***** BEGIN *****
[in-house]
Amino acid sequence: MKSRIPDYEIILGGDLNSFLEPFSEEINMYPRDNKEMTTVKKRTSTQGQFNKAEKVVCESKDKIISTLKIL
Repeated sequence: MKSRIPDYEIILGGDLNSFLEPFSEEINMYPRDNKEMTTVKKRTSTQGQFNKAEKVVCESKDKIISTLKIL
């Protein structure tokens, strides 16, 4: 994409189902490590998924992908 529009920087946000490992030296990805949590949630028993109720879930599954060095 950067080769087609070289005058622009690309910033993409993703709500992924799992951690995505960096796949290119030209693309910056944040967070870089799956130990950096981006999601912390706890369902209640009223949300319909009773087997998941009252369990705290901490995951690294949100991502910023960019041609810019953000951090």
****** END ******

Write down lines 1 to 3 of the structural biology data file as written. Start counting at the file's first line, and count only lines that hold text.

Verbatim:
[in-house]
Amino acid sequence: MKSRIPDYEIILGGDLNSFLEPFSEEINMYPRDNKEMTTVKKRTSTQGQFNKAEKVVCESKDKIISTLKIL
Repeated sequence: MKSRIPDYEIILGGDLNSFLEPFSEEINMYPRDNKEMTTVKKRTSTQGQFNKAEKVVCESKDKIISTLKIL